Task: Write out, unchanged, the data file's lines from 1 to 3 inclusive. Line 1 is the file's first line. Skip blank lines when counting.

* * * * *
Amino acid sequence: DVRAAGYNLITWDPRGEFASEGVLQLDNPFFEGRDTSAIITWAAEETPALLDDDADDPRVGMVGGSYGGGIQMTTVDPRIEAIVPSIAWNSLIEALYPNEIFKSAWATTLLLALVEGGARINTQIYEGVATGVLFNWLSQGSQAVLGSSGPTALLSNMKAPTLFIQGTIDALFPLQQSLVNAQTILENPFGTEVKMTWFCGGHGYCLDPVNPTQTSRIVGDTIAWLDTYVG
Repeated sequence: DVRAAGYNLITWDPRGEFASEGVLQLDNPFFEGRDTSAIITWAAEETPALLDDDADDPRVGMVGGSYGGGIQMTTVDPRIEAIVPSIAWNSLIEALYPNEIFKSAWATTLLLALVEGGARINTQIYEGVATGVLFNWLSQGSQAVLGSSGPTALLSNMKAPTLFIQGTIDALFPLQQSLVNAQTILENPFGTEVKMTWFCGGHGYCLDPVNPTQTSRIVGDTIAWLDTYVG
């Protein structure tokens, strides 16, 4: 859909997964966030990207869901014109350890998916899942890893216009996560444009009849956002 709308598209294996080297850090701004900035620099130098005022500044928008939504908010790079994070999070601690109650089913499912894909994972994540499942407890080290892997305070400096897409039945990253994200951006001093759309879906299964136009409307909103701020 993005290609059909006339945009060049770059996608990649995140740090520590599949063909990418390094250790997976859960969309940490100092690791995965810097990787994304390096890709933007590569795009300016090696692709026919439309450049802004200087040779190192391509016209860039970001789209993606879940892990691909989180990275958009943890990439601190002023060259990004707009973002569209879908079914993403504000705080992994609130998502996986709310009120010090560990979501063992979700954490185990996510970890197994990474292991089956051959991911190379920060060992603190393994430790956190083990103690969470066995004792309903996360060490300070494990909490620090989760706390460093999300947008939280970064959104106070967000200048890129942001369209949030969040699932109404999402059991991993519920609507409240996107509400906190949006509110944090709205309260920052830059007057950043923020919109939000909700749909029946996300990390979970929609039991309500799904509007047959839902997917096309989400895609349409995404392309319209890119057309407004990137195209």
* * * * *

Amino acid sequence: DVRAAGYNLITWDPRGEFASEGVLQLDNPFFEGRDTSAIITWAAEETPALLDDDADDPRVGMVGGSYGGGIQMTTVDPRIEAIVPSIAWNSLIEALYPNEIFKSAWATTLLLALVEGGARINTQIYEGVATGVLFNWLSQGSQAVLGSSGPTALLSNMKAPTLFIQGTIDALFPLQQSLVNAQTILENPFGTEVKMTWFCGGHGYCLDPVNPTQTSRIVGDTIAWLDTYVG
Repeated sequence: DVRAAGYNLITWDPRGEFASEGVLQLDNPFFEGRDTSAIITWAAEETPALLDDDADDPRVGMVGGSYGGGIQMTTVDPRIEAIVPSIAWNSLIEALYPNEIFKSAWATTLLLALVEGGARINTQIYEGVATGVLFNWLSQGSQAVLGSSGPTALLSNMKAPTLFIQGTIDALFPLQQSLVNAQTILENPFGTEVKMTWFCGGHGYCLDPVNPTQTSRIVGDTIAWLDTYVG
């Protein structure tokens, strides 16, 4: 859909997964966030990207869901014109350890998916899942890893216009996560444009009849956002 709308598209294996080297850090701004900035620099130098005022500044928008939504908010790079994070999070601690109650089913499912894909994972994540499942407890080290892997305070400096897409039945990253994200951006001093759309879906299964136009409307909103701020 993005290609059909006339945009060049770059996608990649995140740090520590599949063909990418390094250790997976859960969309940490100092690791995965810097990787994304390096890709933007590569795009300016090696692709026919439309450049802004200087040779190192391509016209860039970001789209993606879940892990691909989180990275958009943890990439601190002023060259990004707009973002569209879908079914993403504000705080992994609130998502996986709310009120010090560990979501063992979700954490185990996510970890197994990474292991089956051959991911190379920060060992603190393994430790956190083990103690969470066995004792309903996360060490300070494990909490620090989760706390460093999300947008939280970064959104106070967000200048890129942001369209949030969040699932109404999402059991991993519920609507409240996107509400906190949006509110944090709205309260920052830059007057950043923020919109939000909700749909029946996300990390979970929609039991309500799904509007047959839902997917096309989400895609349409995404392309319209890119057309407004990137195209």